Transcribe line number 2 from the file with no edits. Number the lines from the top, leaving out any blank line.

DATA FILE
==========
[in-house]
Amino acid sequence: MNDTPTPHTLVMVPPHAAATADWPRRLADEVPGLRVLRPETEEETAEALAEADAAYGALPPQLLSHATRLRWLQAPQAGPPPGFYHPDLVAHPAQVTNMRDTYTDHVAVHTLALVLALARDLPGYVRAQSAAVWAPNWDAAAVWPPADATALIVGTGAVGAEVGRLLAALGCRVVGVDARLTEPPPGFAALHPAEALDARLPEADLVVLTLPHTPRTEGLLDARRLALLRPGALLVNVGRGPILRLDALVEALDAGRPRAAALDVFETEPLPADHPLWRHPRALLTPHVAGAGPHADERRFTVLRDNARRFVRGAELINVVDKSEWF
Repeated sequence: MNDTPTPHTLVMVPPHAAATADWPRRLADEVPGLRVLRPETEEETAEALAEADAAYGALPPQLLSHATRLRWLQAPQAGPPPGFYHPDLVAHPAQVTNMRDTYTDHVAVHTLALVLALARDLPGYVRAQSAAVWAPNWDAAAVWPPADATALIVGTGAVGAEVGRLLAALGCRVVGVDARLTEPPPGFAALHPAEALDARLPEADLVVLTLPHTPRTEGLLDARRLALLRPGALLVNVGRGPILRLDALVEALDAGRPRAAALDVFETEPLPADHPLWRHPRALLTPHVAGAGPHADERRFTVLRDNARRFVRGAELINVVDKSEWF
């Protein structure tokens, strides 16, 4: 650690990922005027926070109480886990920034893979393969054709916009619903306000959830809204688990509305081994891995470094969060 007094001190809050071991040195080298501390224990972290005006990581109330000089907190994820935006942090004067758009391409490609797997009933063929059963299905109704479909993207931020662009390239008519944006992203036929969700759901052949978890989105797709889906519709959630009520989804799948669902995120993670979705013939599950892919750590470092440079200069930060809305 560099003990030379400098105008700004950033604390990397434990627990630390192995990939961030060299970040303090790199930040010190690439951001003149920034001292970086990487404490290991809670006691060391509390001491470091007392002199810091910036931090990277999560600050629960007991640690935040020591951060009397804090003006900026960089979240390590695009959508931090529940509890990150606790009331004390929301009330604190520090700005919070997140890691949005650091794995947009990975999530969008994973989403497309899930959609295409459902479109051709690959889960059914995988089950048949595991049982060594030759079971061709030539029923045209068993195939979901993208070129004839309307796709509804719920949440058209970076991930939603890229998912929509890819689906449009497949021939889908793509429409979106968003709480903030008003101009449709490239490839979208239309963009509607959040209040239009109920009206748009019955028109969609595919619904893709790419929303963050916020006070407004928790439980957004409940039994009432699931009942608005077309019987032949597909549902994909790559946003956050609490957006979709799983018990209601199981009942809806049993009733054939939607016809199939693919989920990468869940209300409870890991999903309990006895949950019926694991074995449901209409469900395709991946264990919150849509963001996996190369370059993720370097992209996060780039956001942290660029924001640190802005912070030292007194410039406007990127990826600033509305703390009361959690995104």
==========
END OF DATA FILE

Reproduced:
Amino acid sequence: MNDTPTPHTLVMVPPHAAATADWPRRLADEVPGLRVLRPETEEETAEALAEADAAYGALPPQLLSHATRLRWLQAPQAGPPPGFYHPDLVAHPAQVTNMRDTYTDHVAVHTLALVLALARDLPGYVRAQSAAVWAPNWDAAAVWPPADATALIVGTGAVGAEVGRLLAALGCRVVGVDARLTEPPPGFAALHPAEALDARLPEADLVVLTLPHTPRTEGLLDARRLALLRPGALLVNVGRGPILRLDALVEALDAGRPRAAALDVFETEPLPADHPLWRHPRALLTPHVAGAGPHADERRFTVLRDNARRFVRGAELINVVDKSEWF